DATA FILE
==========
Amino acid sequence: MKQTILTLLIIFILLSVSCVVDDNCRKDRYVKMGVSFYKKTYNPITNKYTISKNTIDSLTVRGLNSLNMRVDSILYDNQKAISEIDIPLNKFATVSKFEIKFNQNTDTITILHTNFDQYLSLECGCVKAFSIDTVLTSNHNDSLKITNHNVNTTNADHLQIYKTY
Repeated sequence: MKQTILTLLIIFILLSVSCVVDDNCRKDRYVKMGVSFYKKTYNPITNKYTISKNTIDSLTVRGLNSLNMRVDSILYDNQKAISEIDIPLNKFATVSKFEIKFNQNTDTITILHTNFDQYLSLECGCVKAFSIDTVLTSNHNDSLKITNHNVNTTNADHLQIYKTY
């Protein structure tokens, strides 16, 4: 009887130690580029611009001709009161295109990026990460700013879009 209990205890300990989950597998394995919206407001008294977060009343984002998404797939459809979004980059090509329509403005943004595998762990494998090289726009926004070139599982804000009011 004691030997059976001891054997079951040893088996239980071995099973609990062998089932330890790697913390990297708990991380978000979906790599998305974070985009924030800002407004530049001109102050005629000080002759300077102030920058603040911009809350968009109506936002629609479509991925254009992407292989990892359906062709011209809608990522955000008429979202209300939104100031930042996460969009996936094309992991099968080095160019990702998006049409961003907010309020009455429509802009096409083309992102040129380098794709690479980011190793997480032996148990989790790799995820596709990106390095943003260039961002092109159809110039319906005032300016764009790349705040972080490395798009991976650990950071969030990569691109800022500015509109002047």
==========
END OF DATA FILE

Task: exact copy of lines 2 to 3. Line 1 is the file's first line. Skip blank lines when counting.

Repeated sequence: MKQTILTLLIIFILLSVSCVVDDNCRKDRYVKMGVSFYKKTYNPITNKYTISKNTIDSLTVRGLNSLNMRVDSILYDNQKAISEIDIPLNKFATVSKFEIKFNQNTDTITILHTNFDQYLSLECGCVKAFSIDTVLTSNHNDSLKITNHNVNTTNADHLQIYKTY
């Protein structure tokens, strides 16, 4: 009887130690580029611009001709009161295109990026990460700013879009 209990205890300990989950597998394995919206407001008294977060009343984002998404797939459809979004980059090509329509403005943004595998762990494998090289726009926004070139599982804000009011 004691030997059976001891054997079951040893088996239980071995099973609990062998089932330890790697913390990297708990991380978000979906790599998305974070985009924030800002407004530049001109102050005629000080002759300077102030920058603040911009809350968009109506936002629609479509991925254009992407292989990892359906062709011209809608990522955000008429979202209300939104100031930042996460969009996936094309992991099968080095160019990702998006049409961003907010309020009455429509802009096409083309992102040129380098794709690479980011190793997480032996148990989790790799995820596709990106390095943003260039961002092109159809110039319906005032300016764009790349705040972080490395798009991976650990950071969030990569691109800022500015509109002047």